Leadership style

Hersey and Blanchard believe that personality and style are synonyms and in their view, one’s personality or style is defined as the behavioural pattern she or he shows when directing the activities of others (Alagheband, 2006). Considering the variable nature of human behaviours in different conditions, it can be realised that the leadership style or method is variable and one single style cannot be adopted in all conditions for all institutions and organisations. Therefore, a manager’s leadership style is to be related to his or her assumptions about the human’s nature and the people in the organisation with whom she or he works. Every manager has some assumptions about the nature of the people around him, such as the subordinates, peers and bosses. These assumptions consciously or unconsciously affect his or her decisions, behaviours and in general his or her style (Griffin & Moorhead, 2011).

Hersey and Blanchard’s situational theory

Situational leadership is a contingency theory, which concentrates on the followers and subordinates of a leader. The goal of this focus is related to this fact that a leader’s success and effectiveness originally result from the followers, who accept or reject him or her. Regardless of what a leader does, his or her success rate depends on his or her followers’ reaction. The method, presented by Hersey and Blanchard, is based on the maturity level or the readiness level of followers. In general, readiness reflects how much ability and willingness a follower has for performing a task. Hersey and Blanchard specified four stages for obtaining this readiness:

  • In the first stage, individuals are neither willing, nor able to take the responsibility of performing a task.
  • In the second stage, individuals are not able to perform the tasks, but they are ready and willing to take the responsibility.
  • In the third stage, individuals have the ability to do the tasks, but they are not willing to do what the leader says.
  • In the fourth stage, individuals have the ability and willingness to do what they are asked to do (Hersey & Blanchard, 2005).

Situational leadership applies the two dimensions, specified by Fiedler; that is, the leader’s behaviour according to the focus on the task or on the employee. Hersey and Blanchard have gone further and placed each dimension in one end of the spectrum and then four special leadership styles were created by integrating them:

  • Directing (more attention to work – less attention to employee): the leader defines the tasks and tells the employees how, when and where to perform what task. In this method, the instructions are much focused.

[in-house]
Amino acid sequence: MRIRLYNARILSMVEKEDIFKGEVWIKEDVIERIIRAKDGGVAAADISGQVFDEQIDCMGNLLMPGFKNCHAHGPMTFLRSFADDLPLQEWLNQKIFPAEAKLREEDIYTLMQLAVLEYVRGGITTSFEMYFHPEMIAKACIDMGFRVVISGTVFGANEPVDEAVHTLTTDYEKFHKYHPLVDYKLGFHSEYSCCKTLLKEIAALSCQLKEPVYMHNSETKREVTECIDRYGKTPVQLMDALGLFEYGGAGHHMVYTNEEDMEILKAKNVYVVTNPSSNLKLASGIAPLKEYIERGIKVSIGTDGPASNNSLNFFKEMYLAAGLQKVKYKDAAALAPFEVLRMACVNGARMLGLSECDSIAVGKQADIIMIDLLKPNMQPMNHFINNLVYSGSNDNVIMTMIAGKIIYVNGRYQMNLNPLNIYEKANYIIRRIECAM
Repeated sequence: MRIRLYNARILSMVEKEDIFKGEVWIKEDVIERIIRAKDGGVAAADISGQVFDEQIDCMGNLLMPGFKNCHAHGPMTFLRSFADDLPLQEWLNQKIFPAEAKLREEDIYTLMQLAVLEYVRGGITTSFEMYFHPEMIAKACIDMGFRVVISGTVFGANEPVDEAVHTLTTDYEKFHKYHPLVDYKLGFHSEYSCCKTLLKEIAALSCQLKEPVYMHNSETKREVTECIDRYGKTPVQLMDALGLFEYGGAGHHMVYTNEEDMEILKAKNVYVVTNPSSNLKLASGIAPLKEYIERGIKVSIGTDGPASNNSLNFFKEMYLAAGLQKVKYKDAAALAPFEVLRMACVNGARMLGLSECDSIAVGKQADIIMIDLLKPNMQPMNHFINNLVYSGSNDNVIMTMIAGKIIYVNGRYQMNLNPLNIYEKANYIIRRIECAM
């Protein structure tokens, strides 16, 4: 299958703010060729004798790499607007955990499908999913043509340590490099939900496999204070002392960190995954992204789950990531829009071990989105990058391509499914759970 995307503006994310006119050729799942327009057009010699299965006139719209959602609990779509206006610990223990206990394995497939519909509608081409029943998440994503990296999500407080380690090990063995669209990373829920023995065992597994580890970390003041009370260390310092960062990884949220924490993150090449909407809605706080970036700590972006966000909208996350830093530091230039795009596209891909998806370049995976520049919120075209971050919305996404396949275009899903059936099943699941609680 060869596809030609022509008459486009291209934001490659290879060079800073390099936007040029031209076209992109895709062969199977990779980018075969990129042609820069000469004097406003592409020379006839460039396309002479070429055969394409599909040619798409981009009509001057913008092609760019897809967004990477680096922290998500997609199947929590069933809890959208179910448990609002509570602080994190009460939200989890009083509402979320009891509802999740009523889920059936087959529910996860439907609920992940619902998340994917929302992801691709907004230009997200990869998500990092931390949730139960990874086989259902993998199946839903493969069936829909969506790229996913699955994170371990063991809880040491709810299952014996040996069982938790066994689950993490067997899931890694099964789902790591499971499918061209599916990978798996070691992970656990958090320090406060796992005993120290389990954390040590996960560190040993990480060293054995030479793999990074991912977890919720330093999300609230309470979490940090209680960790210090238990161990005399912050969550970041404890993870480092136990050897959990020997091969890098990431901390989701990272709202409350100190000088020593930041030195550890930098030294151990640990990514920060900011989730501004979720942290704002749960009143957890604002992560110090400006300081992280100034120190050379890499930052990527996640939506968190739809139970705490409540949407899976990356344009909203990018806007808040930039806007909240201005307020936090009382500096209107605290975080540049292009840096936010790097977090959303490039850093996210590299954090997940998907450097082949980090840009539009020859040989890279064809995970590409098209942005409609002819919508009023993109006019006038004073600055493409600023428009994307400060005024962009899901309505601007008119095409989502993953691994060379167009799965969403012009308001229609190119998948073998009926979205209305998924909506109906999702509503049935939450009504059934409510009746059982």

• Persuasion (more attention to work – more attention to employee): the leader continues giving instructions in order to make the individual more familiar to his or her tasks; but the leader’s attention to the person him or herself has increased.
  • Participation (less attention to work – more attention to employee): the leader and follower both participate in the decision-making process. The main role of the leader is to increase the pace of performing tasks and the communication speed.

Delegation (less attention to work – less attention to employee): the leader gives no instruction or directive about the task or for the sake of supporting the employees (Mirsepasi, 2005). When the followers are at a high level of readiness, the leader not only lessens his or her control on the tasks but also attempts to reconsider his or her behaviour and in other words supports the employees less than before. For example, in the first stage of readiness, the leader should give clear instructions to his or her followers, such as the instructions presented by the directive leadership style. In the second stage, the leader should pay much more attention to task and employees. By focusing more on the task, the employees’ lack of readiness and ability will be compensated, and by focusing more on employees, they will also attempt to mentally compensate the leader’s favours and fulfil his or her demands. In the third stage, the motivational issues are raised, which will be solved in the best way in the participative leadership style. Finally, in the fourth stage, the leader should not do much work because the followers are willing and able to take the responsibilities (Robinson, 2010).

The necessity of the leadership style for managers

Many experts of management and organisation believe that leadership style is one of the most important elements in the success of managers, which is gradually established based on their experience, education, training and the system of values and beliefs (Hersey & Blanchard, 2005). The leadership style and the decisions taken by managers affect the organisation’s performance from top to bottom. This factor leads to the organisation’s success or failure because in addition to the other internal factors of the organisation’s atmosphere, it also affects and controls the external factors (Khalkhali et al., 2011).